Research has consistently shown that humans identify and discuss less than half of the hazards that they will face during a work period. The limitation is not complacency or lack of effort. Rather, there are systematic blind spots that can be addressed via mental shortcuts and simple prompts during pre-job meetings and design reviews.
How it works
A series of laboratory experiments have revealed that - regardless of culture, experience, industry, or trade - human beings have the same tendency to focus on certain types of hazards while being blind to others until prompted. Energy-based hazard recognition involves using the Energy Wheel to guide pre-job safety meetings and scanning of dangerous work environments. The wheel is intended to be used to prompt the brain to consider some hazards that would otherwise go unnoticed. Based upon two years of full-time pilot testing by researchers at the University of Colorado and Virginia Tech, the energy method consistently improved hazard recognition by 20-30%.
What we offer
Dr. Matthew Hallowell offers award-winning presentations on this topic and has delivered to audiences ranging from 100 to over 2,000. His presentation includes a number of engaging audience activities and generates a vibrant discussion.
Sample Organizations and Venues
National Academy of Construction
Edison Electric Institute
Enbridge Pipelines Annual Safety Summit
Aecon Safety Summit
Quanta Services Risk and Safety Conference
1-2 hour leadership introduction.
(in-person is most effective, virtual is possible)
3-4 hour field management training.
(in-person is necessary, virtual is not recommended)
We offer workshops on energy-based hazard recognition for all levels. Typically, we recommend that an organization host a leadership introductory session to explore whether the energy method is something that the organization would like to pursue. Subsequently, field level management can be trained across the organization and implementation plans can be established.
We have performed a series of laboratory experiments using a combination of eye-tracking technology (see video), functional near-infrared spectroscopy (fNIRS), and common construction images to determine how the brain functions when identifying specific types of hazards. The research has provided insight regarding why some hazards capture our attention and others do not.
Our position is that "safety philosophy" is not sufficient in directing limited safety resources. Therefore, we tested the hypothesis that the energy method improves hazard recognition and communication. We conducted over 4,800 worker hours of observation on active construction sites and applied multiple baseline experimentation to test our hypothesis. The results showed a 20-30% improvement across all projects. In short, you don't need to pilot test, we have done it already and the results have withstood the rigors of peer-review.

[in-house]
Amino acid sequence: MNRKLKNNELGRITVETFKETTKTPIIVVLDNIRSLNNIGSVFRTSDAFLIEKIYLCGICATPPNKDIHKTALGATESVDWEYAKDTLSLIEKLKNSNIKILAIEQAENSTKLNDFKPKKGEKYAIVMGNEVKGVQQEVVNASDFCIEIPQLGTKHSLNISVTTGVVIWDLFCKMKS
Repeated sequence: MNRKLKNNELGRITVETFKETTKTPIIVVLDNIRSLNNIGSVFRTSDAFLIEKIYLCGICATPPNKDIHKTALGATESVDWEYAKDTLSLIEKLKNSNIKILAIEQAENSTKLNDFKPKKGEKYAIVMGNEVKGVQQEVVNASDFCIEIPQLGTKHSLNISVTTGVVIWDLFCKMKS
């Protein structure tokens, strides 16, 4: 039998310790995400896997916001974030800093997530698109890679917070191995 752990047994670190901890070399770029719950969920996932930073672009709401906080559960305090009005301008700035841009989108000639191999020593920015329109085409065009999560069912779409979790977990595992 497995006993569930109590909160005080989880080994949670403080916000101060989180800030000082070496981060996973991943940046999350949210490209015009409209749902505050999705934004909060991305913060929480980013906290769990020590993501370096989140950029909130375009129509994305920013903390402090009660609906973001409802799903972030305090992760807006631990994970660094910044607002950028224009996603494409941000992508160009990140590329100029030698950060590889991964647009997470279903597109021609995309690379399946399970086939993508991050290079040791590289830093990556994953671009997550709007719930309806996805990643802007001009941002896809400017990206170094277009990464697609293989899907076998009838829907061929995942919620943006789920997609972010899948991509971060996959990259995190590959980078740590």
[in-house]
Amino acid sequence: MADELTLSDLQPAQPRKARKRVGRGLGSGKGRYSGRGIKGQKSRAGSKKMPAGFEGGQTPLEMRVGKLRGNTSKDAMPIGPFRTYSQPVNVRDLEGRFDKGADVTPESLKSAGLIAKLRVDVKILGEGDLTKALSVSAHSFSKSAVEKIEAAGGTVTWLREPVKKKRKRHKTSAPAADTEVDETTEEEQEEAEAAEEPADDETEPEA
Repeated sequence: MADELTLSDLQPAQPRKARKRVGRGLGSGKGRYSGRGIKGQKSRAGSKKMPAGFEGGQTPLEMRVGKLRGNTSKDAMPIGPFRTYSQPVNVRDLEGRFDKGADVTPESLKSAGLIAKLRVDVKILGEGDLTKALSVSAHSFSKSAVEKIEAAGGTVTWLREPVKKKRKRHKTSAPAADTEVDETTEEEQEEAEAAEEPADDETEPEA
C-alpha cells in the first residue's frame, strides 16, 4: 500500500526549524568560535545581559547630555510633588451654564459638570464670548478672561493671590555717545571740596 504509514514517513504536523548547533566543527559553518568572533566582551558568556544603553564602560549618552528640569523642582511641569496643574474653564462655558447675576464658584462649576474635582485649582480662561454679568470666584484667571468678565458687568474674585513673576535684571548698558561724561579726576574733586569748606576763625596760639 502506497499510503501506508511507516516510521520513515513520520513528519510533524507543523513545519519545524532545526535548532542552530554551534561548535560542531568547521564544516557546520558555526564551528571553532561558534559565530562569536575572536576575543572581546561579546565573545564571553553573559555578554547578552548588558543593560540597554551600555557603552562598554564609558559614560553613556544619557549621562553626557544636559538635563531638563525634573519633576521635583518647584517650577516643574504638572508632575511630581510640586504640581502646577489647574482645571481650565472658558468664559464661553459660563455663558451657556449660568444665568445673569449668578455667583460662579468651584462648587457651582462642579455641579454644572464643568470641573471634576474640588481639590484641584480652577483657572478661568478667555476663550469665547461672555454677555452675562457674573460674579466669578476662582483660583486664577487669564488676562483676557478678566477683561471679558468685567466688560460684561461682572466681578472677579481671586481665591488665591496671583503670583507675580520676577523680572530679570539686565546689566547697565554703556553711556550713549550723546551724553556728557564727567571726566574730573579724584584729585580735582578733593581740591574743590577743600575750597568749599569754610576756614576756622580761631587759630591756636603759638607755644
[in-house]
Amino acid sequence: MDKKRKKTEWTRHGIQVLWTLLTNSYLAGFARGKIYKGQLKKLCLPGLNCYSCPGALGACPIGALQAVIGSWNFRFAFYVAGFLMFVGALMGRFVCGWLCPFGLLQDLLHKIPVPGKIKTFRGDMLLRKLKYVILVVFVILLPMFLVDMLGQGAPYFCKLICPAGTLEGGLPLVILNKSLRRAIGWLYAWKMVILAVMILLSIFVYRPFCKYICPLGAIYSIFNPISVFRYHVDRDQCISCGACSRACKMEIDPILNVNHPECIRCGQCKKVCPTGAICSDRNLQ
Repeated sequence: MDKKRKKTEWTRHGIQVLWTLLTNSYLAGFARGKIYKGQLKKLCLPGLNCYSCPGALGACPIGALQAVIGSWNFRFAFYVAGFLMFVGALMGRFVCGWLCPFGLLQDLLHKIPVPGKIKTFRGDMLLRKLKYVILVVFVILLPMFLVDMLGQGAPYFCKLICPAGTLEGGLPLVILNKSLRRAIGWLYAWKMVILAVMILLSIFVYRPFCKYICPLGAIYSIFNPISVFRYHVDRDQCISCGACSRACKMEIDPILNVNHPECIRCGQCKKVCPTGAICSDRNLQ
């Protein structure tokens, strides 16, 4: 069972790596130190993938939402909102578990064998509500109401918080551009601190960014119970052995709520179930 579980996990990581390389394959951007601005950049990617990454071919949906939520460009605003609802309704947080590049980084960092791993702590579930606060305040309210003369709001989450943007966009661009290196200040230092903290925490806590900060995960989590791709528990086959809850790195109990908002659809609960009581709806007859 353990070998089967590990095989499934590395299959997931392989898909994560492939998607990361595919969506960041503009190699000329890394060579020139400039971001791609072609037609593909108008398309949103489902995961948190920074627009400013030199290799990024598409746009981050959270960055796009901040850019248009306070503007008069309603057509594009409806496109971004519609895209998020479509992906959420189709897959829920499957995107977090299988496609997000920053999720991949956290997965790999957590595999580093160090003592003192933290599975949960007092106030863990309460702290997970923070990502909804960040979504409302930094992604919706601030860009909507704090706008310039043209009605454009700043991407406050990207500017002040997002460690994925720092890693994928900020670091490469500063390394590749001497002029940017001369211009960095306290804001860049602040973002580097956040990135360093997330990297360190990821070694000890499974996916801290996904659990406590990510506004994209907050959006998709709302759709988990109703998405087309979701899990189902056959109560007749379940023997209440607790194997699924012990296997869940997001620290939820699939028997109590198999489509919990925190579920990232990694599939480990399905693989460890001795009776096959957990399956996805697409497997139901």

Video showing common scan path for a construction image
Publications (available on request)
Hallowell, M.R., Albert, A., Skaggs, M., and Kleiner, B. (2017). “Empirical measurement and improvement of hazard recognition skill” Safety Science, 93, 1-8.
Albert, A., Hallowell, M.R., Lingard, H., and Kleiner, B. (2015). “Multiple baseline testing: An experimental method for drawing causal inferences in construction engineering and management research.” Journal of Construction Engineering and Management, 04015012-1 to 04015012-13.
Albert, A., Hallowell, M.R., and Kleiner, B. (2014). “Experimental field testing of a real-time construction hazard identification and transmission technique.” Construction Management and Economics, 32(10): 1000-1016.
Albert, A., Hallowell, M.R., Kleiner, B., Golparvar-Fard, M., and Chen, A. (2014). “Enhancing construction hazard recognition with high fidelity augmented virtuality.” Journal of Construction Engineering and Management, ASCE, 04014024-1 to 04014024-11.
Albert, A., Hallowell, M.R., and Kleiner, B. (2014). “Emerging strategies for construction safety and health hazard recognition.” Journal of Safety, Health, and Environmental Research, ASSE, 10(2): 152-161.
Albert, A., Hallowell, M.R., and Kleiner, B.M. (2013). “Enhancing construction hazard recognition and communication with energy-based cognitive mnemonics and a safety meeting maturity model: A multiple baseline study.” Journal of Construction Engineering and Management, 04013042-1 to 04013042-12.